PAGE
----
7 Simple Ways to Get the Hiring Manager's Name
Debra Wheatman | CAREEREALISM
How does one go about getting the name of someone in human resources or the name of a hiring manager? Job listings posted all over the place simply read: No phone calls and direct résumé to BD or some other letter combination at some post office box or no-reply e-mail address. Getting a name is like pulling a needle from a haystack. A good read might be something from Sherlock Holmes or a day with reruns of “Get Smart” to help solve the dilemma.
I won’t lie; getting a name is tough, very tough. It can be done though! It takes work and a bit of sleuthing. Anything that is worth something is worth working for – right? So, here are some ways to get the all coveted grail: THE NAME.
1. Try calling the receptionist at the company where you are applying. You can ask the receptionist for the name of a person in human resources. If you are nice and engage the person on the phone, you will likely come away with a name.
2. When calling a company, ask to be directed to the human resource department; you will likely get the voice mail of a person within the department. Even if he is not the right guy, when your résumé shows up, he will pass it along to the appropriate counterpart in the department.
3. Looking for the name of a hiring manager? This takes more digging. Use LinkedIn and Facebook to find people. If you are on LinkedIn you will need to do a lot of looking to identify people that are associated with the company you are targeting. Join affiliated groups so that you can write to those people directly without an introduction. Is that sneaky? No. LinkedIn is a tool like any other. You need to know how to use it. From there, you can introduce yourself to a person at your targeted company, network with them and obtain a name. Facebook takes a little more work, because you need to introduce yourself and be added as a friend.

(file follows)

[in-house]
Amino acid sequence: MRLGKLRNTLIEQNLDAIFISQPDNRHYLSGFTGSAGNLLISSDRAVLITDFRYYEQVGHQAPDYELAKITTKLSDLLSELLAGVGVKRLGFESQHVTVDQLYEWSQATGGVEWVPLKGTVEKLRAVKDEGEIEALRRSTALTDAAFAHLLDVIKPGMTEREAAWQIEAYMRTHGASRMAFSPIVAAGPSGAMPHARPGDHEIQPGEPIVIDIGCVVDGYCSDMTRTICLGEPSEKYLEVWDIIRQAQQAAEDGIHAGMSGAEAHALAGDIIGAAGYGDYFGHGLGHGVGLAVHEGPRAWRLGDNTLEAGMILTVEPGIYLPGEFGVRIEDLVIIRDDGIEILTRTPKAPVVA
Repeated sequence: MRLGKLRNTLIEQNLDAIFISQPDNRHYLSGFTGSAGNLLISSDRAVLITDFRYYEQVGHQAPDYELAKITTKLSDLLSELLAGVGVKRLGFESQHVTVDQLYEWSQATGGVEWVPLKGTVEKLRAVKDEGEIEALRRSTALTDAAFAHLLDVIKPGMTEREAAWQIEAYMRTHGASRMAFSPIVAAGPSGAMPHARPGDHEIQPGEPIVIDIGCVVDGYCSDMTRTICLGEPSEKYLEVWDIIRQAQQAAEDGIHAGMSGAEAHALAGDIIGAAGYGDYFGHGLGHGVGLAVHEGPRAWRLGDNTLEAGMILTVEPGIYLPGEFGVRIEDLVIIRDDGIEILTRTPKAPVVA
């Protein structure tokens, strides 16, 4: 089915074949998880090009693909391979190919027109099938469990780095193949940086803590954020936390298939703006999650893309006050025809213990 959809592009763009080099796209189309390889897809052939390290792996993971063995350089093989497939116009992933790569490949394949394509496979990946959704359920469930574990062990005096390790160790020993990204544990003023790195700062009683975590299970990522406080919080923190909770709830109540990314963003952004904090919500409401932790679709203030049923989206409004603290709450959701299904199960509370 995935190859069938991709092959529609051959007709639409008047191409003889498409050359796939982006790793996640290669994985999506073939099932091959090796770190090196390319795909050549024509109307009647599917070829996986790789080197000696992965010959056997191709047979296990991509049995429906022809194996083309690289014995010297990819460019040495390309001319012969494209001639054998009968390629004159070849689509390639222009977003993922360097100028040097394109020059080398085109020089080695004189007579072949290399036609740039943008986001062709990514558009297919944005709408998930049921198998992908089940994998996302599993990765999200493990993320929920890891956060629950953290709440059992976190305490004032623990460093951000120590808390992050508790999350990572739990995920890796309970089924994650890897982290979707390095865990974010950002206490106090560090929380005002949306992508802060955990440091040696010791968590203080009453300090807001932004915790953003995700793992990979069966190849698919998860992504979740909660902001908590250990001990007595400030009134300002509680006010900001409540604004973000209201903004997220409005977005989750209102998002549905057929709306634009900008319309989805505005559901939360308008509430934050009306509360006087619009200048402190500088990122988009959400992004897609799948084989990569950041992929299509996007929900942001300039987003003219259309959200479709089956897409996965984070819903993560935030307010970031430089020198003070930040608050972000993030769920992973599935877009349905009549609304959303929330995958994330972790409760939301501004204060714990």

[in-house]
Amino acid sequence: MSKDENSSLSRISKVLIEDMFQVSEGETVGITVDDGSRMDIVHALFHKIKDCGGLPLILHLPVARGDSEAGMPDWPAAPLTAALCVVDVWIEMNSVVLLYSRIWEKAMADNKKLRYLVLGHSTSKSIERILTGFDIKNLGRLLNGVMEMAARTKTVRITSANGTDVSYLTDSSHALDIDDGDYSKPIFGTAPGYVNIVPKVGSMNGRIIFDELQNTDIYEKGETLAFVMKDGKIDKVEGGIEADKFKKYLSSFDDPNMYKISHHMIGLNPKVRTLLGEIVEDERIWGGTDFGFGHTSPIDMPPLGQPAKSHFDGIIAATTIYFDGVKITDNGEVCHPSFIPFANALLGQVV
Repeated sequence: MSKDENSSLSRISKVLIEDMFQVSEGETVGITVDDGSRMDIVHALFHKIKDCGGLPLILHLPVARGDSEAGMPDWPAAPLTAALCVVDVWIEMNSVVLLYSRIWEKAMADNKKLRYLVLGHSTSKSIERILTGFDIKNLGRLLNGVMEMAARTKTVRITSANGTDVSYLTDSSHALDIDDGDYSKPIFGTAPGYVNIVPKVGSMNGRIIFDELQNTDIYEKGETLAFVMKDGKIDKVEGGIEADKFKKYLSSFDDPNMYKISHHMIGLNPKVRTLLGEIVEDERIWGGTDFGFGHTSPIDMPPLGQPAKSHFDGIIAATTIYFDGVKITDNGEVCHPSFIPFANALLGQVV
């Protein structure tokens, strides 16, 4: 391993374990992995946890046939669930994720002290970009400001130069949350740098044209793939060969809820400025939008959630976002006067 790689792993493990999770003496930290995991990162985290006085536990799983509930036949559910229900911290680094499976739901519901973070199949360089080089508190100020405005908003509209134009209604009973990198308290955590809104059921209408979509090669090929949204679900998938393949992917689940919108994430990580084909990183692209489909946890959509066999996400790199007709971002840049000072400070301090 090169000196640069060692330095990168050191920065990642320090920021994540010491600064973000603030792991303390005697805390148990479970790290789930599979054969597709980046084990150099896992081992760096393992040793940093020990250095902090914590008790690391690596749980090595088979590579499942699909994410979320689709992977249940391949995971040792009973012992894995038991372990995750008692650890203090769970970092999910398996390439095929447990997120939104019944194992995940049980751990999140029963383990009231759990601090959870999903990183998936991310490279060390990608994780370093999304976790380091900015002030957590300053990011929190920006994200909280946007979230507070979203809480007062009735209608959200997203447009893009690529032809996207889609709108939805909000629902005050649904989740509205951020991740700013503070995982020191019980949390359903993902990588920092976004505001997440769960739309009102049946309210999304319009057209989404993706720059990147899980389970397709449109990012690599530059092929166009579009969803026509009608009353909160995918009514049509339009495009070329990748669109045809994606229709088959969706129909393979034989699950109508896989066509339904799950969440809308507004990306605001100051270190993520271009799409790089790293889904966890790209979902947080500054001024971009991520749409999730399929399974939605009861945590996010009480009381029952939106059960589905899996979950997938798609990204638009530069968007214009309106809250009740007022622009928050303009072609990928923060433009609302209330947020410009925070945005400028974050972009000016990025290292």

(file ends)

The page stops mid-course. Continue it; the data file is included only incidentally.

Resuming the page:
4. Traditional research also works. When doing research on a company, oftentimes the company will have a listing of senior management. You can start there. Send a letter or e-mail to one of those people. You never know, you might get a response asking you to send your résumé to them directly, or they might even give you the name of someone to reach out to within the company.
5. Network with everyone you know. The rule of six degrees of separation is what LinkedIn is all about. For every person you know, that person knows six people. You can get names from friends, friends of friends, acquaintances, and many, many others.
6. Have access to a powerful tool like Hoovers? If you do, you are in luck. Hoovers has the names of people in virtually every company you can think of, as well as those companies you have never heard of.
7. Get a trade publication. Why you ask? I will tell you why. The trades publish newsworthy information about what is going on in a specific industry and continuously publish the names of people and companies. It is a great way to maintain abreast of industry happenings too. When people are promoted or move to a different company, a name is often published.
The Internet is a wonderful tool. Immediate access to information is only a click away. Properly using the Internet to your advantage takes some practice. There is definitely the ‘art of the search’. While you can spin your wheels a bit, the extra time doing so can prove very fruitful. Leave no stone unturned, I say. There is no such thing as anonymity anymore – if you want to find someone, you most certainly can.
Debra Wheatman, president of Careers Done Write, is globally recognized as an expert in advanced career search techniques.
This article was originally published on CAREEREALISM.com.